Did Katrina Make Us Take Hurricanes Seriously?
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A little over 15 years ago, Hurricane Katrina devastated the gulf states with powerful winds, surge flooding and unforeseen engineering failures. To date, it remains the costliest U.S. natural catastrophe with an estimated USD 160 billion in economic losses.
Katrina was a unique storm in its formation. It first made landfall as a Category 1 storm in South Florida on August 25, 2005. After crossing South Florida, Katrina emerged in the Gulf of Mexico, where the storm rapidly intensified and its wind field significantly expanded. By August 28, Hurricane Katrina reached Category 5 intensity, with peak winds reaching 175 mph. It was an unusually large storm, with tropical storm-force winds extending 200 nautical miles from its center. This massive and powerful system in the Gulf of Mexico allowed storm surge to take shape. On August 29, 2005, Katrina made landfall as a strong Category 3 hurricane with maximum sustained winds of 125 mph near Buras, Louisiana.
The center of the storm passed just 27 miles away from New Orleans, causing a 20 ft storm surge to crack open the levees and engulf 80% of the city. Katrina and its flooding exposed engineering oversights in the deadliest and most expensive way possible – as it was happening. Like many other disasters, it taught us the importance of being prepared and expecting the unexpected. A decade and a half later, has it changed the way we mitigate hurricane risk?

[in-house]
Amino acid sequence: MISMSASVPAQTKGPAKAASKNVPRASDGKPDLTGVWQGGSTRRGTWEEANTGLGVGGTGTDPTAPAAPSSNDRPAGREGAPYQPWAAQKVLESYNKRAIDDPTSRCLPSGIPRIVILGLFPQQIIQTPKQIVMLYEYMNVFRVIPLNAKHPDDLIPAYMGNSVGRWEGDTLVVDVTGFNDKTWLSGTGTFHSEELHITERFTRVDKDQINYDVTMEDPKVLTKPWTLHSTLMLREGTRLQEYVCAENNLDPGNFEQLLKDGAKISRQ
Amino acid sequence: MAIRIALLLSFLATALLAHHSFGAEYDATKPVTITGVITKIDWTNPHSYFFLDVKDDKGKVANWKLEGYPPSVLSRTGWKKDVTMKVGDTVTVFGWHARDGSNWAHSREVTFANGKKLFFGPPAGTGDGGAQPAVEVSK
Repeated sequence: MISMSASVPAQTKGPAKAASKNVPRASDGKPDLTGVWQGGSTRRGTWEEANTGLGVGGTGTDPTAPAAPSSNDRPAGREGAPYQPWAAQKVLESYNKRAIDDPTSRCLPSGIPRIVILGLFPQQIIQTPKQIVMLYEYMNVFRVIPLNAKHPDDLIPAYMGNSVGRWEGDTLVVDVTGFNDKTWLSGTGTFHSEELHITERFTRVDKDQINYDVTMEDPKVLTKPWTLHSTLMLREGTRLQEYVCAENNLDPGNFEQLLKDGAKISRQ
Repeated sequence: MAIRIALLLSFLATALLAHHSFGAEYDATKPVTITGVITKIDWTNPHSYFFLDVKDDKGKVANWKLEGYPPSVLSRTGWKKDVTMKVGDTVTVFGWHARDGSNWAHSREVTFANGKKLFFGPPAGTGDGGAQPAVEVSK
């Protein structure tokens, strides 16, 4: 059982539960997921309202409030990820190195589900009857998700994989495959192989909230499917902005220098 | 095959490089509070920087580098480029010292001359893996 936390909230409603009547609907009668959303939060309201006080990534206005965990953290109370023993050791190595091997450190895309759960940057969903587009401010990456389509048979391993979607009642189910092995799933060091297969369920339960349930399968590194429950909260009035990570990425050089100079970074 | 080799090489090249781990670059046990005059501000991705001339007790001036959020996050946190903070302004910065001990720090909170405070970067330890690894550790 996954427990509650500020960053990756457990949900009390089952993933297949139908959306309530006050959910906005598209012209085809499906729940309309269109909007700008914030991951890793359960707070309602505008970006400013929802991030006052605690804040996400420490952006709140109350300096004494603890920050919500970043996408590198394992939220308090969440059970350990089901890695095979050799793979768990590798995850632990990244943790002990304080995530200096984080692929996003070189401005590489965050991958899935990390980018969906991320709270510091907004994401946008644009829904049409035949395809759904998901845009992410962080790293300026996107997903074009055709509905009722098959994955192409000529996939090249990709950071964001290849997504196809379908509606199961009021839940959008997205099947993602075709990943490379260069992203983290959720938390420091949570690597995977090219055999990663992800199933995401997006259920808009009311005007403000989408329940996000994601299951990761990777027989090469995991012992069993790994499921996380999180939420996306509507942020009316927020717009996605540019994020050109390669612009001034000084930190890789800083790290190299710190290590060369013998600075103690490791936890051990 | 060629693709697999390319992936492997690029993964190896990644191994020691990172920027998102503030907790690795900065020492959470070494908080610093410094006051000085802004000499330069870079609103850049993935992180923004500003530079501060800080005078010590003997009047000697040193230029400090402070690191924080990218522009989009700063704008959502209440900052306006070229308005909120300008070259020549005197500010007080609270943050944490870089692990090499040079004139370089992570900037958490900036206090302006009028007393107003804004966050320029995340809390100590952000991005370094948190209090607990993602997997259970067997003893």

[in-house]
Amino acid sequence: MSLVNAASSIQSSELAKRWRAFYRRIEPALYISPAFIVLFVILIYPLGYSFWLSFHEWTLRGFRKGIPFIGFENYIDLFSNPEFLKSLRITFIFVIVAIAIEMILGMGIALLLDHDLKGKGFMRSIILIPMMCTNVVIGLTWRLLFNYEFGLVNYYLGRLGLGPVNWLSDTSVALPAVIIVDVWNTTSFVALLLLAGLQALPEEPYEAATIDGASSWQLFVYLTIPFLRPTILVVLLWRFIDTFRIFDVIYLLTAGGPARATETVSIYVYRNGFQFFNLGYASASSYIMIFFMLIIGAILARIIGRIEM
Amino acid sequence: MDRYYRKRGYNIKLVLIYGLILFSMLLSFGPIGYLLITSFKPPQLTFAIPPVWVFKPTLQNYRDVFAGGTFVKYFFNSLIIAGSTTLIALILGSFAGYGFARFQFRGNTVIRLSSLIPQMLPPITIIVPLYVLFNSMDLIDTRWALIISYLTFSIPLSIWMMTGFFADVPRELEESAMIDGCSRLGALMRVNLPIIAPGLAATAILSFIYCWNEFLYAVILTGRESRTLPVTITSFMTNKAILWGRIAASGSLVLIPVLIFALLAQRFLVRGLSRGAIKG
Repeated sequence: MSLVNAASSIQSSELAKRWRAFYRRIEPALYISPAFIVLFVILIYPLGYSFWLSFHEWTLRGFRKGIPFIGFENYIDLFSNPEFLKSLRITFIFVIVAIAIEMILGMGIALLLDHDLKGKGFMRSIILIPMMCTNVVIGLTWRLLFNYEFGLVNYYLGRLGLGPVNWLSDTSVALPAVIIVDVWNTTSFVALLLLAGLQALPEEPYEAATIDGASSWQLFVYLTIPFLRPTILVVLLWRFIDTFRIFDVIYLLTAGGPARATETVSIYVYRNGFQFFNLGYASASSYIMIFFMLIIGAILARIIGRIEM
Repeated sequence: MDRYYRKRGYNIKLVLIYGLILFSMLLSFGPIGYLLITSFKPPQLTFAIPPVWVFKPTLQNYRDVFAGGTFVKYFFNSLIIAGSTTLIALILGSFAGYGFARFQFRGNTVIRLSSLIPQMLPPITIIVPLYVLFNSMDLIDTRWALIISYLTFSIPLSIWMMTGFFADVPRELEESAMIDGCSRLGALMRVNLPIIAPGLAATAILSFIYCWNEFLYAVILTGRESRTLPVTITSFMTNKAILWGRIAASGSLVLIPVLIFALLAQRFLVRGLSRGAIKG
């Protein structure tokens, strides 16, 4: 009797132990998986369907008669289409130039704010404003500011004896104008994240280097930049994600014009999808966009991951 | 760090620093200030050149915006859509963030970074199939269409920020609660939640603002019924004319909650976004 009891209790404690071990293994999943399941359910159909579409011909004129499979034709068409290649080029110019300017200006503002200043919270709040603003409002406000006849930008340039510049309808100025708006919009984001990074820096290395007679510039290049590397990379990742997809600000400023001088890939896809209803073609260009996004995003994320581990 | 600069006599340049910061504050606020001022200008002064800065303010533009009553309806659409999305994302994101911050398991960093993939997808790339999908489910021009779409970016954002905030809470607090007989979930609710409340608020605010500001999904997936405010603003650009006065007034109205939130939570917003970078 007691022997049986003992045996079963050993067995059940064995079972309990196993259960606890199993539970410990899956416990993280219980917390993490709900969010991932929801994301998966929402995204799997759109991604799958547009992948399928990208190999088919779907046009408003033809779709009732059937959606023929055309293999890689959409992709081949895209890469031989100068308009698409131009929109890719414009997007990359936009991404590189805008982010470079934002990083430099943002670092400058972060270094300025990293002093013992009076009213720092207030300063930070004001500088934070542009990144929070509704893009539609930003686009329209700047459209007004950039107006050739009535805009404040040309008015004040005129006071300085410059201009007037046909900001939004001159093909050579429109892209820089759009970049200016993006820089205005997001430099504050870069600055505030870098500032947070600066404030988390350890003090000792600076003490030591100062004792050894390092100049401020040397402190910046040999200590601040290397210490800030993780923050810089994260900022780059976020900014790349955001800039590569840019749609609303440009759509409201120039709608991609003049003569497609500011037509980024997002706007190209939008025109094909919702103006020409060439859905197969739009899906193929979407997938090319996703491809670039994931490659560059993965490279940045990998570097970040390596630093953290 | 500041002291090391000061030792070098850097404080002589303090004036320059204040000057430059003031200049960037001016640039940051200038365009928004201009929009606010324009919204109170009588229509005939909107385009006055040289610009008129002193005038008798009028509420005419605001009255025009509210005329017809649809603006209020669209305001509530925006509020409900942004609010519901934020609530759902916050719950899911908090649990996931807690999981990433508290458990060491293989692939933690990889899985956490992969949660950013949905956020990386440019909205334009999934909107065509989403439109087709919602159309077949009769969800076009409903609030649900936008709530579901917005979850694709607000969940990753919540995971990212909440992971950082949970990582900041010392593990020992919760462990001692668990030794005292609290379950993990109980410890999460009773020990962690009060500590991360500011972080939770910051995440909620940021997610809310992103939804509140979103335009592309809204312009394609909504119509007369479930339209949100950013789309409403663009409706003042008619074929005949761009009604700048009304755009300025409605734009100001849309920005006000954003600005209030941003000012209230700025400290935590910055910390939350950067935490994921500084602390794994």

Changes in Hurricane Preparedness
Back in 1992, after Hurricane Andrew devastated South Florida, local authorities started to rethink the way they built commercial and residential structures as well as how they communicated to residents before and during a hurricane. Katrina caused even more profound changes in how we build, communicate, evacuate and protect property:
- A heightened sense of awareness among local authorities, businesses and residents in hurricane-prone areas has helped facilitate emergency response plans that are faster and more efficient, and more focused on post-event support
- The corporate sector today better understands the potential impact of a hurricane – including lost revenue from physical property damage to non-damage business interruption
- Comprehensive hurricane preparedness plans and kits have become standard practice in risk assessment and underwriting
- Minimum building code requirements account for higher wind speeds (115 mph) and more debris impact, as well as excessive flooding from storm surges and torrential rains across multiple state areas beyond the coastline. Inland territories in Alabama, Florida, Louisiana, Mississippi and Texas have implemented new building code guidelines to help better mitigate the windstorm risk
The Growing Cost of Hurricanes
However, the cost of a hurricane like Katrina has not stayed stagnant either. If a storm with the same characteristics were to hit the US in 2020 with the same wind and storm surge as 2005, but with current exposure information and updated flood protection and vulnerability assumptions, the total economic toll from such an event could likely exceed USD 175 billion. And that is with New Orleans currently only having 80% of the population it did in 2005. These figures illustrate that despite the area's lower population and strengthened wind speed, surge and flood protection systems, economic losses from natural hazards like Katrina continue to increase.
Hurricane preparedness today means more than complying with the recommendations of your local authorities in the days preceding the storm. A comprehensive preparedness effort helps you optimize your property protection, establishes an emergency communication plan and outlines your first – and proper – steps to recovery.
Download our latest Windstorm Preparedness Guide and take hurricanes seriously.